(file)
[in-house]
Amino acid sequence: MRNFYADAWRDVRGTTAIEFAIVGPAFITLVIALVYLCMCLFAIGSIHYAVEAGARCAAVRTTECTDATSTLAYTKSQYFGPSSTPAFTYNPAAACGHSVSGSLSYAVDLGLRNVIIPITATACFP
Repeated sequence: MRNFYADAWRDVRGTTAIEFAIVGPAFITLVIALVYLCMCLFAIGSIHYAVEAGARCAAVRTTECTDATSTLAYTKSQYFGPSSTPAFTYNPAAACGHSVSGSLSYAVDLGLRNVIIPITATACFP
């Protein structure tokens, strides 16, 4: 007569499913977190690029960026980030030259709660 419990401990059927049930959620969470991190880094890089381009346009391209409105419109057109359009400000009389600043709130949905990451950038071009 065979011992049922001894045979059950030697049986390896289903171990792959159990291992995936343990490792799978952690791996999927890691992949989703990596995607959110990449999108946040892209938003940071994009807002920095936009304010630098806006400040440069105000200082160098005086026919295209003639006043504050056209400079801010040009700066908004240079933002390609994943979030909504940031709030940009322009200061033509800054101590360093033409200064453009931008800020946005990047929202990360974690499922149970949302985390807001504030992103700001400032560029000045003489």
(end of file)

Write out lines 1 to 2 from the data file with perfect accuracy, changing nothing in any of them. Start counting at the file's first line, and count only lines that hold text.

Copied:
[in-house]
Amino acid sequence: MRNFYADAWRDVRGTTAIEFAIVGPAFITLVIALVYLCMCLFAIGSIHYAVEAGARCAAVRTTECTDATSTLAYTKSQYFGPSSTPAFTYNPAAACGHSVSGSLSYAVDLGLRNVIIPITATACFP